The charges would come at the urging of Gerry McNeilly, head of Ontario's police watchdog, who issued a stinging report this week on G20 policing.
"He believes that there is sufficient evidence against some senior officers, and so he has directed (disciplinary) hearings," said the source, who asked not to be identified because he was not authorized to speak.
"Those (hearings) have to go to the (Police Services) board for approval."
The board has to OK the hearings because more than six months have passed since the officers committed the alleged offences.
Police Chief Bill Blair has not yet asked for the time extension because the complaints against the four or five senior officers only arrived on his desk in the past few days, the source said.
"If the board grants the extension, then people appear at hearings charged with offences under the Police Services Act," the source said.
The specific nature of the allegations were not clear.
In his systemic-review report Wednesday, McNeilly, of the Office of the Independent Police Review Director, blasted police for "blindly" following orders at the G20 that led to the what he called civil-rights abuses, illegal detentions, and the excessive use of force.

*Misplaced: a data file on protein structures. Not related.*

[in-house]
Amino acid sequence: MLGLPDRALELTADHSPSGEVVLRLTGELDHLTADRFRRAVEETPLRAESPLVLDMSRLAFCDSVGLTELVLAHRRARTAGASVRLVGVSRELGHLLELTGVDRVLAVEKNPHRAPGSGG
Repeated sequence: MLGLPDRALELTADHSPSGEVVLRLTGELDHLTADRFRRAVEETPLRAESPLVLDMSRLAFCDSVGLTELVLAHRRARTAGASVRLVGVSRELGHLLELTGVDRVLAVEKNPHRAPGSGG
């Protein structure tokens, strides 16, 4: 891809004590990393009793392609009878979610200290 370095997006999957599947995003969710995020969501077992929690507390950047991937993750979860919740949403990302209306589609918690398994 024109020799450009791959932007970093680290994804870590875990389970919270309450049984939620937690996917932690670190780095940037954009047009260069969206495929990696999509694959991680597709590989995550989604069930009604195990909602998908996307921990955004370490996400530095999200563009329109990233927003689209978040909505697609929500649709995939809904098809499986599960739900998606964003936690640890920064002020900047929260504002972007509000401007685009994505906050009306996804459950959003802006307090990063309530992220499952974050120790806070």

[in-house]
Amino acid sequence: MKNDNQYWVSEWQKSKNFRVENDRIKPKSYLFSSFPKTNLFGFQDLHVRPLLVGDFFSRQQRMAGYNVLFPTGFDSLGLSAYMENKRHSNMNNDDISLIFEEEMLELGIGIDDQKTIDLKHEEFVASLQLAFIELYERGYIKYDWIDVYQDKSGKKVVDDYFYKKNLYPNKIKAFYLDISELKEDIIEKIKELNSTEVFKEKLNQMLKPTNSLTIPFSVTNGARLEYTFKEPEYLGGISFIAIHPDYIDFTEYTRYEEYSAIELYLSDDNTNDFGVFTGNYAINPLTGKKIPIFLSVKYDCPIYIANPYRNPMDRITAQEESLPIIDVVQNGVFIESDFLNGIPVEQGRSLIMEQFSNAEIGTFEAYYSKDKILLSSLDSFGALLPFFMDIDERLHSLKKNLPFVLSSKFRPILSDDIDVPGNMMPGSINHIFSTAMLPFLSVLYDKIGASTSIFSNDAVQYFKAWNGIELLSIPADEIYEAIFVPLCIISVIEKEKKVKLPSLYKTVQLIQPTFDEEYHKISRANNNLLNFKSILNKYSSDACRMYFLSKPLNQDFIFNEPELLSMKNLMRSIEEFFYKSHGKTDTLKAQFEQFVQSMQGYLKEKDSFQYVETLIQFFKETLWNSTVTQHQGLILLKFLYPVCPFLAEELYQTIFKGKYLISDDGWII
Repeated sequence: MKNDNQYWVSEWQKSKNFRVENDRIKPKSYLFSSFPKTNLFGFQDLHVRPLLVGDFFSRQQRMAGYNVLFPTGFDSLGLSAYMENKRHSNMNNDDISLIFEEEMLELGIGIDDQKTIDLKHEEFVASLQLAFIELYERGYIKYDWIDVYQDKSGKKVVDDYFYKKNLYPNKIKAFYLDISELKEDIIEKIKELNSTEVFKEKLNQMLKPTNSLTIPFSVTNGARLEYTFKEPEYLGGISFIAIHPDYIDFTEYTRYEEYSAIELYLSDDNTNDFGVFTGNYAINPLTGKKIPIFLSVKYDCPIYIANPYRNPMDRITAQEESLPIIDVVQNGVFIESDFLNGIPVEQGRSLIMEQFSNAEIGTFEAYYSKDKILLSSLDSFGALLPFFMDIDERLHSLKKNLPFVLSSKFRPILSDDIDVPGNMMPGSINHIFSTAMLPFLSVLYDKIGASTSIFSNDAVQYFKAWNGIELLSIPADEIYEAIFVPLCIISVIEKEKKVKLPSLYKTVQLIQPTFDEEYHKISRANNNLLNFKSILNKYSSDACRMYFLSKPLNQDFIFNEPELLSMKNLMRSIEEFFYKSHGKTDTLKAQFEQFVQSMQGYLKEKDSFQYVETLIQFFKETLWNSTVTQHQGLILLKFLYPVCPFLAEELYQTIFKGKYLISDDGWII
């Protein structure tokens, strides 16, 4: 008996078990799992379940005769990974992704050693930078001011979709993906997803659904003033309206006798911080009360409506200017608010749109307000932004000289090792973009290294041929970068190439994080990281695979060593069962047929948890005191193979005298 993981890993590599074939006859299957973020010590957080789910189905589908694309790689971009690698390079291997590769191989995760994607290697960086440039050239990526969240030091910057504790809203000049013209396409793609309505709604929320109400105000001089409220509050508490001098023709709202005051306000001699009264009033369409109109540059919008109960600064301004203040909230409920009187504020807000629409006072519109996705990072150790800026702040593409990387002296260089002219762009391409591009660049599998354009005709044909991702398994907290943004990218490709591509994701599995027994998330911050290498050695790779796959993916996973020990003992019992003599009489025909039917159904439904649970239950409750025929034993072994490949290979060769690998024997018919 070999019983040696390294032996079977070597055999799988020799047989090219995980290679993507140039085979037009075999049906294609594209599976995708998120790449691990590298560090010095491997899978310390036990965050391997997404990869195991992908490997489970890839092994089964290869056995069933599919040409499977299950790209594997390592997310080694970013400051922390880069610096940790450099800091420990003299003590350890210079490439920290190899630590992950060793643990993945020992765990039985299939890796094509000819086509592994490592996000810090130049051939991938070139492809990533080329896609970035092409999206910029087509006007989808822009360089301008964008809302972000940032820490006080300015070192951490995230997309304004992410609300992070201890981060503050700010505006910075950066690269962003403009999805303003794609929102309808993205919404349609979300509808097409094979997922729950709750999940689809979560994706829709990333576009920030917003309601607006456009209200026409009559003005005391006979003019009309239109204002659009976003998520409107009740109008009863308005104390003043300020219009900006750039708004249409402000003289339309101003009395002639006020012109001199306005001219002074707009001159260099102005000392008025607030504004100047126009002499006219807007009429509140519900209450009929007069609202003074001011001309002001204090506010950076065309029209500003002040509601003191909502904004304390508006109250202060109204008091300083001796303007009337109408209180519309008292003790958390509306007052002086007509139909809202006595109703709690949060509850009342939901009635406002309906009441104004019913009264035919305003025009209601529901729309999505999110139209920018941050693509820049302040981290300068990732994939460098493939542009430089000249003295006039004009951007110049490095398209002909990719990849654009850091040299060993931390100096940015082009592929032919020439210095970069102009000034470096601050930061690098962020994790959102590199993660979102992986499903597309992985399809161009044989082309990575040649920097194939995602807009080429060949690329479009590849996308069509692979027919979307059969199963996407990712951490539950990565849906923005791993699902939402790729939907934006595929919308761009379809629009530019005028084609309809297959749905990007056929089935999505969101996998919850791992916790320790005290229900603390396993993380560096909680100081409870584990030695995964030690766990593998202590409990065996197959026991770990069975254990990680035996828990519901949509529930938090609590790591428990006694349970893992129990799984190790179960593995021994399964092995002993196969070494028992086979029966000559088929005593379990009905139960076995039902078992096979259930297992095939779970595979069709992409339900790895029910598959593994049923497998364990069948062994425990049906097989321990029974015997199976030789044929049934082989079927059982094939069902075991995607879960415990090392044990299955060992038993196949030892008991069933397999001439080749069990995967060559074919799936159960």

He also said he had substantiated more than 100 complaints against individual officers and referred them for hearings, which carry maximum penalties of dismissal from the service on conviction.
Blair noted this week that the police union had lost its court battle to stop the charges from proceeding because the six-month limit had passed.
So far, hearings were already in process for about two-dozen officers.
The June 2010 summit was marred by vandals who smashed windows and set police cruisers on fire as well as by mass arrests, including those of innocent bystanders.
McNeilly's report found police breached constitutional rights during the tumultuous event, in which more than 1,100 people were arrested, most to be released without charge.
He also faulted the incident commander for referring to the crowds at one point as "marauding terrorists" as he followed instructions from the city's now-retired deputy police chief to "take back the streets."
McNeilly took aim at senior officers for failing to address problems at the temporary detention centre in which as many as 1,000 people were held without access to lawyers.
In response, Blair was adamant he would offer no apologies but said officers of all ranks would be held accountable for any proven wrongdoing though Police Services Act hearings.
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